On Tuesday, the White House said that it supported recent comments from General David Patraeus, the chief commander of US and Nato troops in Afghanistan, that the torching could put US troops in the country at risk.
“It puts our troops in harm’s way, any type of activity like that that puts our troops in harm’s way would be a concern to this administration,” Robert Gibbs, the White House spokesman, said.
A Church group in
Excellent article, speaks for itself
Growing up in the West Bank, Mujahid Sarsur knew next to nothing about the Holocaust and saw little ground to sympathize with a people he saw as his occupier. 2010. But thanks to an Israeli roommate overseas, the 21-year-old Palestinian student learned about the Nazi murder of 6 million Jews during World War II and discovered a new understanding of his Israeli neighbors.Now he wants other Arabs to do the same. Sarsur heads one of a handful of Palestinian grass-roots groups seeking knowledge about the Holocaust.On Wednesday, he led a delegation of 22 students to Israel’s official Holocaust memorial, Yad Vashem. The students, fasting for Ramadan, listened closely to their Arabic-speaking guide’s explanations, and were left wide-eyed by the gruesome images of the death camps.
Folks, many of you may have seen this, but we have friends in the world who cannot directly access the Jerusalem Post piece. So here it is. Lauren is an amazing interviewer. She interviewed me for nine hours, longest interview of my life:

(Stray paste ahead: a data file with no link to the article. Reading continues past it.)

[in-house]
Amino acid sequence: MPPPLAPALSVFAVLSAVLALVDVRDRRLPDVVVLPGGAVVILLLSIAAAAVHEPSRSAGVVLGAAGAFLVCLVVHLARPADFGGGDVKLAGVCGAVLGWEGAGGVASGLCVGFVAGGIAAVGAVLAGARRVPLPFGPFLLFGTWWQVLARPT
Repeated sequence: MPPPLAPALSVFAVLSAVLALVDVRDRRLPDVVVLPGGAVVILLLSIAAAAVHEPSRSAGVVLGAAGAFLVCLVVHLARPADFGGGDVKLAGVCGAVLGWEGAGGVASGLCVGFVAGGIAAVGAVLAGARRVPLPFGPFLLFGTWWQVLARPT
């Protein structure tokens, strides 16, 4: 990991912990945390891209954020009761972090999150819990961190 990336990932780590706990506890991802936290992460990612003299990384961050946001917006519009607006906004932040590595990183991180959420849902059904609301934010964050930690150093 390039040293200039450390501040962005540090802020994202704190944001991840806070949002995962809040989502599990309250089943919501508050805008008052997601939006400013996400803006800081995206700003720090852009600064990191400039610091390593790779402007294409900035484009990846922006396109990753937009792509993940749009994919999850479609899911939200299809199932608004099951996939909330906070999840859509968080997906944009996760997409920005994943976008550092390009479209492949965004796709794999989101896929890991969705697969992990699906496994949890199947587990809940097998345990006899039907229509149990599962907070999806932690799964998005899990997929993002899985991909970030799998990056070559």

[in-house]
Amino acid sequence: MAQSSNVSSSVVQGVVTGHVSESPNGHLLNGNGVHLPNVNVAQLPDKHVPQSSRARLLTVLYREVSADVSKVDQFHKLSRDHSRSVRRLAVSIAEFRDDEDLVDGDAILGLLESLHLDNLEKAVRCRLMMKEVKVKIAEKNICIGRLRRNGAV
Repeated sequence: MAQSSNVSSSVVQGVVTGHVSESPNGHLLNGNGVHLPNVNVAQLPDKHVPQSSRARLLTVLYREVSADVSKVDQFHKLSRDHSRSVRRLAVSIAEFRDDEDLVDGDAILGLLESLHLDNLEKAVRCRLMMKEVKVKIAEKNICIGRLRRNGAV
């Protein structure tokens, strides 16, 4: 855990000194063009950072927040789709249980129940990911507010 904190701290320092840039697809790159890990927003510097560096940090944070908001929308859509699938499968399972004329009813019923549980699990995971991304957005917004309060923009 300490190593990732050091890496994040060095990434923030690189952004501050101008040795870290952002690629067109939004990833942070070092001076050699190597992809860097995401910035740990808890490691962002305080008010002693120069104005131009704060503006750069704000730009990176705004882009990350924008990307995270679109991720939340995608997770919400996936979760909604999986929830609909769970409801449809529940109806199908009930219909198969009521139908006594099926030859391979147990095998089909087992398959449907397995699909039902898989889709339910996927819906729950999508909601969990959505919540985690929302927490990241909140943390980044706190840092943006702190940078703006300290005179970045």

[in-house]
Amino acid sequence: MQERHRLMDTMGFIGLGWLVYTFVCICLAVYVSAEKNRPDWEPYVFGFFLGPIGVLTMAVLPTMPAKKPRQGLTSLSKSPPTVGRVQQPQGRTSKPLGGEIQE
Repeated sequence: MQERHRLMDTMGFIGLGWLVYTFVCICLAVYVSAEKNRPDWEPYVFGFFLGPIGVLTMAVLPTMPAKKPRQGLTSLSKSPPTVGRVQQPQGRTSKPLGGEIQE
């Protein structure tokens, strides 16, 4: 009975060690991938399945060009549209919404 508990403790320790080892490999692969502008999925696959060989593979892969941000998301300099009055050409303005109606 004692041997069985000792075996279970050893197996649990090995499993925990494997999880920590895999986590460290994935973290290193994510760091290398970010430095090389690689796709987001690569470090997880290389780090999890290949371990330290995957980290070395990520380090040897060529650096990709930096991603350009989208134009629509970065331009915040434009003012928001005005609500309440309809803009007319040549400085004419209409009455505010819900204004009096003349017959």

By LAUREN GELFOND FELDINGER
This week, Orthodox American rabbi Marc Gopin saw his coexistence work in Syria bear fruit. What turns a Soloveitchik disciple into an unofficial diplomat to the Arab…Somewhere between the shtetls of Eastern Europe and sites across the Levant, Rabbi Dr. Marc Gopin, 52, has found his calling.
Heading the George Mason University Center for World Religions, Diplomacy and Conflict Resolution in Arlington, Virginia, he is not waiting for a peace treaty to cause change. Gopin gets on a plane and heads for trouble spots wherever he can find openings. He meets with sheikhs, heads of state …
It is very important that we blog about the Iranian elections and expose to the world the Iranian choices. Read here on Karroubi’s platform to open up the universities. There are conflicting polls on who is ahead, with state polls putting Ahmedinijad ahead, obviously. Ahmadinijad controls all the public television stations, which is what the vast majority of the country has access to. But the youth are with the reform candidates so they are trying to utilize every social media possible to reach the voters anyway. Therefore, Ahmadinijad is blocking Facebook as much as he can. Karroubi, like Obama, is focused on the internet, the youth, the disenfranchised. This is an unfair fight for the future of the people of Iran, and I believe it is the deciding factor for the future of peace and war in the Middle East. Candidate Moussavi is saying more what Westerners want to hear…
(Originally published at Sh’ma: A Journal of Jewish Responsibility, in a very good issue dedicated to Iran. It will give you a good overview of thinking in the American Jewish community right now on the slowly moving crisis with Iran)
Over the past 25 years I’ve developed relationships across the Middle East; in Syria, specifically, over the past five years. While I traveled as a peacemaker, to be cautious I would emphasize my role as a professor and only reveal my role as a rabbi when it felt safe. I never experienced any negative comments because I am a rabbi; rather I heard from some a longing to meet with old Jewish friends. Experiences with Syrians have given me confidence that similar inroads can be made in Iran. What Iran shares with Syria, most importantly, is a historical tradition of religious pluralism and progressive religious thinking. There is still …